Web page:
Group 2 conventional EST (n = 69)
Teoh et al[26], 201232/4140/38Group 1 limited EST plus EPLBD (n = 73)12.4713.26≥ 1≥ 1 ≤ 15One third to one half of the size of papilla
Group 2 complete EST (n = 78)
Oh et al[16], 201220/2023/20Group 1 EPLBD alone (n = 40)13.2 ± 3.613.1 ± 3.9NANA10-18No precut
Group 2 EST (n = 43)
Kim et al[15], 2009NANAGroup 1 small EST plus ELPBD (n = 27)20.8 ± 4.121.3 ± 5.22.2 ± 1.32.3 ± 1.215-18Mid-portion of papilla
Group 2 EST alone (n = 28)
Heo et al[14], 200748/5250/50Group 1 EST plus EPLBD (n = 100)16.0 ± 0.715.0 ± 0.72.7 ± 2.72.2 ± 1.912-20A third of the size of EST group
Group 2 EST alone (n = 100)
Figure 1
Figure 1 Flow diagram of study selection.
Table 2 Quality assessment of the included articles based on the Jadad score.
Ref.Jadad score of RCTs
Article typeScore
Qian et al[25], 2013AppropriateNAClearFull text3
Teoh et al[26], 2012AppropriateDoubleClearFull text5
Oh et al[16], 2012AppropriateSingleClearFull text4
Kim et al[15], 2009AppropriateNAClearFull text3
Heo et al[14], 2007AppropriateNAClearFull text3
Data analysis of efficacy and safety

Complete stone removal rate and complete duct clearance in one session: All 5 RCTs had reported a comparison of the outcomes of EPLBD and EST as complete stone removal rate and complete duct clearance in one session. Only one trial by Qian et al[25] reported significant superiority of EPLBD in the first session for complete duct clearance (80.9% vs 60.8%, P = 0.046). While no heterogeneity was found in our meta-analysis in either of the aspects above, a fixed effects model was applied. The pooled outcomes demonstrated similar efficacy of EPLBD and EST in complete CBD stone clearance (93.7% vs 92.5%, P = 0.54) and complete duct clearance in one session (82.2% vs 77.7%, P = 0.17), as shown in Table 3.

Table 3 Pooled effects of efficacy and safety in randomized controlled trials n (%).
ItemsIncidence of
Number of subjectsHetero-geneity I2 (P)Analysis modelTest for overall effect
RR/Peto OR (95%CI)
(n = 303)(n = 318)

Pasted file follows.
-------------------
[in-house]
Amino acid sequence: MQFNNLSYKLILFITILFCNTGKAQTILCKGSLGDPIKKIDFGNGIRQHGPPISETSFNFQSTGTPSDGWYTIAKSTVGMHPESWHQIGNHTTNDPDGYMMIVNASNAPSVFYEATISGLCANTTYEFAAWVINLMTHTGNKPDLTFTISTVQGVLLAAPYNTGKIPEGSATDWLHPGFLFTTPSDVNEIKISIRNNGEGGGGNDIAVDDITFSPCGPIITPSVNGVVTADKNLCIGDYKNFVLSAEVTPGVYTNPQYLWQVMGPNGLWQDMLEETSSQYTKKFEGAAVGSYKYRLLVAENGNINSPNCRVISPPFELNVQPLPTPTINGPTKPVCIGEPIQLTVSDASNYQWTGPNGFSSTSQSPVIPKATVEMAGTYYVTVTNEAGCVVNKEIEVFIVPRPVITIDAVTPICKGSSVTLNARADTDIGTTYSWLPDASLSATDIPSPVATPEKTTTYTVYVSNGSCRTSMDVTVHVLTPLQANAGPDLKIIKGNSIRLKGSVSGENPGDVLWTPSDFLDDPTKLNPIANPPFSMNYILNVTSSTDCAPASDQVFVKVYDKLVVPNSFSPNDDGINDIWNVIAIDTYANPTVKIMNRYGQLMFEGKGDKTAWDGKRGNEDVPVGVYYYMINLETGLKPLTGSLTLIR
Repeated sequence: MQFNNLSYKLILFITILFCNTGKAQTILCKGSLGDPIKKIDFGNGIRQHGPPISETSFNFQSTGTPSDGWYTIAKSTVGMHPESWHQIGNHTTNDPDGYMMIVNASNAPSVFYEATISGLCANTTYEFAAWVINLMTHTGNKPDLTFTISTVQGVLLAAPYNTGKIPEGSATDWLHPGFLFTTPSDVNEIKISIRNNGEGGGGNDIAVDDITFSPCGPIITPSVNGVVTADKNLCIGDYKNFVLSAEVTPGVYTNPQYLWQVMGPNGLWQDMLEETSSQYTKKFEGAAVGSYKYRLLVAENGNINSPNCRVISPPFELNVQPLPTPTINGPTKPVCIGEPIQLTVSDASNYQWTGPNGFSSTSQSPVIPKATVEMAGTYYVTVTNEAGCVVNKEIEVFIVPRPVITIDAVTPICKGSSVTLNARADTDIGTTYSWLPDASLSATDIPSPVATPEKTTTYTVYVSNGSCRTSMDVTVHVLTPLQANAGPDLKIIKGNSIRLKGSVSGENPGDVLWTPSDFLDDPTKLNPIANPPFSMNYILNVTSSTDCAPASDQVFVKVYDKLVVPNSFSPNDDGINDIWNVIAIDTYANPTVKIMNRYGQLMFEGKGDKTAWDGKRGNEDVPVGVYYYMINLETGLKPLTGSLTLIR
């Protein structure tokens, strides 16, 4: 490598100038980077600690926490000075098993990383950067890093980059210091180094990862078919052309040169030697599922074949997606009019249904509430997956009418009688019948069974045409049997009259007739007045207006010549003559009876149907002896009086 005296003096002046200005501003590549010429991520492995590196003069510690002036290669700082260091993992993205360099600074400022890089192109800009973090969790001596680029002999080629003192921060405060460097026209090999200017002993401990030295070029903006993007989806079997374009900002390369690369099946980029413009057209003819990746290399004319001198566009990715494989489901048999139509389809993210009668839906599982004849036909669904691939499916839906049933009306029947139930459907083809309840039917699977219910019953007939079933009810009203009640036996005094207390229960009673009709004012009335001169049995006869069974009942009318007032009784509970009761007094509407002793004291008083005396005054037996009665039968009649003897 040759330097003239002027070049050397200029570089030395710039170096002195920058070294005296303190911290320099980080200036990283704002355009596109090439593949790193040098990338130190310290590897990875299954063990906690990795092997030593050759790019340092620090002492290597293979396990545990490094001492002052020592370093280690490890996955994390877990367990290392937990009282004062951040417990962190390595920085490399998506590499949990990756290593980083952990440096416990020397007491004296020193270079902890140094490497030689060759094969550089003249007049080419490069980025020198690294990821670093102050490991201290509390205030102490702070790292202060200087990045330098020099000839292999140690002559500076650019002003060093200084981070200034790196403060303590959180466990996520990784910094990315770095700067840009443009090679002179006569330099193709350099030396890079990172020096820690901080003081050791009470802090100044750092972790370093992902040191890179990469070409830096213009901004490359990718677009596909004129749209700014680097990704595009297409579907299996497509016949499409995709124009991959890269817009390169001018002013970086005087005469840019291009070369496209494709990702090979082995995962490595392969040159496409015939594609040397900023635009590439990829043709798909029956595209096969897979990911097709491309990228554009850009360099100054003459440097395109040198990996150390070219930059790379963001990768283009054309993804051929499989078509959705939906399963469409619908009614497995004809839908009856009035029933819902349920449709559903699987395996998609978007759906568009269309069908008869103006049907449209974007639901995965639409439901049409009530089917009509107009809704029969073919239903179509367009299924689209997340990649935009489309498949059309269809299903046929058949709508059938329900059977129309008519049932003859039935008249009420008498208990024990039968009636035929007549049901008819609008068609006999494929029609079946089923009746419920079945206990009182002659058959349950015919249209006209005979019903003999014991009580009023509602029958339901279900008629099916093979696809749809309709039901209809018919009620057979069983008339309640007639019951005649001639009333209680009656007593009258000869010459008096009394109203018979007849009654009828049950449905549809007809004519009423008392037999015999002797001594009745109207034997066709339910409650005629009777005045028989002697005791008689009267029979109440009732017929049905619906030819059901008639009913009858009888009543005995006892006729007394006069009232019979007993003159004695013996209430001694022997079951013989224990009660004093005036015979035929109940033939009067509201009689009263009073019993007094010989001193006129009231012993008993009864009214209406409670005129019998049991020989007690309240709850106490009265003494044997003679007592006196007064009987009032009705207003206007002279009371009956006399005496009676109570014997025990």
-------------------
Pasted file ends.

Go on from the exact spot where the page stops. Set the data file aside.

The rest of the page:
Complete stone removal rate93.7 (284)92.5 (294)6210% (0.82)Fixed0.610.54RR = 1.01
Complete ductal clearance in one session82.2 (249)77.7 (247)62144% (0.13)Fixed1.360.17RR = 1.06
Requirement for EML15.5 (47)25.2 (80)62110% (0.35)Fixed2.98  0.003aRR = 0.62
Overall Adverse events7.9 (24)10.7 (34)6210% (0.97)Fixed1.160.25RR = 0.75
Post-ERCP pancreatitis4.0 (12)5.0 (16)6210% (0.98)Peto0.620.54Peto OR = 0.79
Hemorrhage1.7 (5)2.8 (9)62128% (0.25)Peto1.000.32Peto OR = 0.57
Perforation0.3 (1)0.9 (3)62134% (0.22)Peto0.930.35Peto OR = 0.39
Acute cholangitis1.3 (4)1.3 (4)6210% (0.71)Peto0.110.92Peto OR = 1.08

Requirement for mechanical lithotripsy: All the included articles provided data on the use of EML. Two articles[25,26] mentioned the difference between EPLBD and EST (P < 0.05). The pooled outcome of the current analysis implied that EPLBD might reduce the need for EML when compared with EST in the management of CBD stones (15.5% vs 25.2%, P = 0.003) (See Figure 2A). No heterogeneity was detected.

Figure 2
Figure 2 Forest plot of risk ratio and 95%CI. A: Efficiency of endoscopic mechanical lithotripsy (EML) for overall common bile duct stones; B: Requirement for EML in large common bile duct stones ( ≥ 15 mm). EST: Endoscopic sphincterotomy; EPLBD: Endoscopic papillary large balloon dilation.

Overall adverse events: Adverse events overall included procedure-related pancreatitis, hemorrhage, perforation, acute cholangitis and cholecystitis. Morbidities in the 5 RCTs were all defined and graded according to the modified 1991 Cotton consensus[22]. One trial[15] mentioned that no adverse events occurred with either EPLBD or EST (0/27 vs 0/28). In the light of the pooled RR of our current meta-analysis (RR = 0.75; 95%CI: 0.46-1.22), the overall adverse event rates showed similar rates for EPLBD compared with EST. This conclusion was consistent with that in each article included.